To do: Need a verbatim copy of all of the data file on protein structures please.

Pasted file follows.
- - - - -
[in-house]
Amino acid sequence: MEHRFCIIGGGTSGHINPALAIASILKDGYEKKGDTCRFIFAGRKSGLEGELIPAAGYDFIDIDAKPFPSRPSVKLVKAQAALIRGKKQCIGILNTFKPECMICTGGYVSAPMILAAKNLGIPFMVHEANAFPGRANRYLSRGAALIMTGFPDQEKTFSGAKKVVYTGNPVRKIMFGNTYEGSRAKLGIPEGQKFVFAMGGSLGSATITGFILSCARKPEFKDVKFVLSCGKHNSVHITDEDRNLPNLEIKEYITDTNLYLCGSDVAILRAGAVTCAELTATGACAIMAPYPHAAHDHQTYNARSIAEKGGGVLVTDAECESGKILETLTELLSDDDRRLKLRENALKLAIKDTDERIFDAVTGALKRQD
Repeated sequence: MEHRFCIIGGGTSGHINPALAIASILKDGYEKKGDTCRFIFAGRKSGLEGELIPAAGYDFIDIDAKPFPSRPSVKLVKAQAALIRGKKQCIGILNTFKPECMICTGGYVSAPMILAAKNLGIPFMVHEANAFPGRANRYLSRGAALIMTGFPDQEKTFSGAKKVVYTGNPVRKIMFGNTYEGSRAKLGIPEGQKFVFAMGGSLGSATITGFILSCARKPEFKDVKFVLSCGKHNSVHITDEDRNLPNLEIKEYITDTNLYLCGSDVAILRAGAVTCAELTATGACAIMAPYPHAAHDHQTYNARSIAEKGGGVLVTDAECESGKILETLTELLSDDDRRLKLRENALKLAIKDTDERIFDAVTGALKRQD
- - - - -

[in-house]
Amino acid sequence: MEHRFCIIGGGTSGHINPALAIASILKDGYEKKGDTCRFIFAGRKSGLEGELIPAAGYDFIDIDAKPFPSRPSVKLVKAQAALIRGKKQCIGILNTFKPECMICTGGYVSAPMILAAKNLGIPFMVHEANAFPGRANRYLSRGAALIMTGFPDQEKTFSGAKKVVYTGNPVRKIMFGNTYEGSRAKLGIPEGQKFVFAMGGSLGSATITGFILSCARKPEFKDVKFVLSCGKHNSVHITDEDRNLPNLEIKEYITDTNLYLCGSDVAILRAGAVTCAELTATGACAIMAPYPHAAHDHQTYNARSIAEKGGGVLVTDAECESGKILETLTELLSDDDRRLKLRENALKLAIKDTDERIFDAVTGALKRQD
Repeated sequence: MEHRFCIIGGGTSGHINPALAIASILKDGYEKKGDTCRFIFAGRKSGLEGELIPAAGYDFIDIDAKPFPSRPSVKLVKAQAALIRGKKQCIGILNTFKPECMICTGGYVSAPMILAAKNLGIPFMVHEANAFPGRANRYLSRGAALIMTGFPDQEKTFSGAKKVVYTGNPVRKIMFGNTYEGSRAKLGIPEGQKFVFAMGGSLGSATITGFILSCARKPEFKDVKFVLSCGKHNSVHITDEDRNLPNLEIKEYITDTNLYLCGSDVAILRAGAVTCAELTATGACAIMAPYPHAAHDHQTYNARSIAEKGGGVLVTDAECESGKILETLTELLSDDDRRLKLRENALKLAIKDTDERIFDAVTGALKRQD